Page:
By Kirk Walden
Editor’s note. This is excerpted from a post that appeared at Pregnancy Help News.
…So, while the attention may be on Washington, a subtle trend beyond the media’s scope is quietly telling me something big is happening. What’s interesting is that to figure it out, it takes connecting the dots. As I travel this fall—and answer emails—the dots are coming together.
Recently I got an email from a pregnancy help center in Arkansas, about its capital campaign. Without picking up on its implications, I typed out a response to the questions asked and went back to whatever I was doing.
Then, another from Indiana. That center is out of space—too many clients, too many services. They needed information on a capital campaign. I put together another reply.
And, a center in California just moved into a new building. They needed more space, too. Good for them.
Then, similar stories came across my desk from Oregon. From Tennessee. Texas, too. And in Alabama where I’ll be in a couple of weeks, a center is converting to a medical clinic and moving into a new home. They need—you guessed—more space.
As I write, I’m in Wilkesboro, NC for an event with Wilkes Pregnancy Care Center. Guess what the focus is for the event? Yep. I got to tour their current home, an 1,800-square-foot facility—then a more than 5,000 square foot office where they plan to move in January. They are simply out of room.
These stories won’t make the evening news. And this column won’t blow up the Twitterverse. Because this column isn’t about conflict, it isn’t about political upheaval and backroom deals. And to be honest, perhaps this is only “anecdotal” evidence of a trend.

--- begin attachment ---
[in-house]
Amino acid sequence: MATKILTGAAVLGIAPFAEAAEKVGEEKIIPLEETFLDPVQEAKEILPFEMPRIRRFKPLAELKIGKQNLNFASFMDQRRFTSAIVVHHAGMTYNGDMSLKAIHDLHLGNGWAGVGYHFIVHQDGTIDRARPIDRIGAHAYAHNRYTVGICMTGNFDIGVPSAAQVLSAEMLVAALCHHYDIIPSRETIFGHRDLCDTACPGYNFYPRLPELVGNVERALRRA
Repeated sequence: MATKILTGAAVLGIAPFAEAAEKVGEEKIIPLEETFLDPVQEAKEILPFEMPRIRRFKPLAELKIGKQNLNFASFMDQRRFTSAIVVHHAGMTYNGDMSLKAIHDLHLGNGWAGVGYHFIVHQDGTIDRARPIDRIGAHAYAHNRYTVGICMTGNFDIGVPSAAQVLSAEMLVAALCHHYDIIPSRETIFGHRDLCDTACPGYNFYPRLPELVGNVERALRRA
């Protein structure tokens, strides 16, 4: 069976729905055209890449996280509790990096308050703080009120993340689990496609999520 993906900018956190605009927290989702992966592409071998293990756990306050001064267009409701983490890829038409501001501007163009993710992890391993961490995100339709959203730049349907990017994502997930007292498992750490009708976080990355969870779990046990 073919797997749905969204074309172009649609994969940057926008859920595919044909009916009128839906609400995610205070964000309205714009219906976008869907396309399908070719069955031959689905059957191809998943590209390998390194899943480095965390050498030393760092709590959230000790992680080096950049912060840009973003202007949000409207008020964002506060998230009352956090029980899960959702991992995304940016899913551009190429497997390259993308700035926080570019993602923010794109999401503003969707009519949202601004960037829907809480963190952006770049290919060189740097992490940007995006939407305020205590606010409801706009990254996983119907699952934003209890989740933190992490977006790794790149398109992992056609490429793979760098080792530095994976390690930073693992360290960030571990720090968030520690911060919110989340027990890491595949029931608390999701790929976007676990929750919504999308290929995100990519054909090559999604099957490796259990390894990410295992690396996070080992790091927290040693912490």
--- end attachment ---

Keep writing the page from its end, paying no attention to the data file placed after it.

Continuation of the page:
But in my 27 years in this work, I’ve had the opportunity to see trends in their opening stages. This is one of them.
Our outreach is growing. We’re seeing more of the patients and clients who need us most; those in the valley of decision regarding a pregnancy. We—all of us—are growing in our impact as those struggling with a pregnancy decision look our way more often.
As a result, we are expanding our services. Which will lead to more who need us most coming to us.
Perhaps I’m overly optimistic. But connecting these anecdotal dots tells me the momentum is on our side—again. Ten years ago, capital campaigns certainly took place in pregnancy help organizations, but thinking in terms of hundreds of thousands of dollars was rare.
No more. Talk of raising $250,000, $500,000 and much more (several $1 million-plus campaigns come to mind) is now considered reasonable. We—pregnancy help ministries—have more staying power than ever. We have more major donors who don’t flinch when we talk of high-level projects. We have credibility beyond what we could imagine years ago.
It is truly a new day.
No, our story of rapid growth won’t make the news. And no, this column will likely not “trend” on Twitter. Fine.
All I know is, the only trend which matters is our impact. It’s a trend worth following, because it’s on the way up.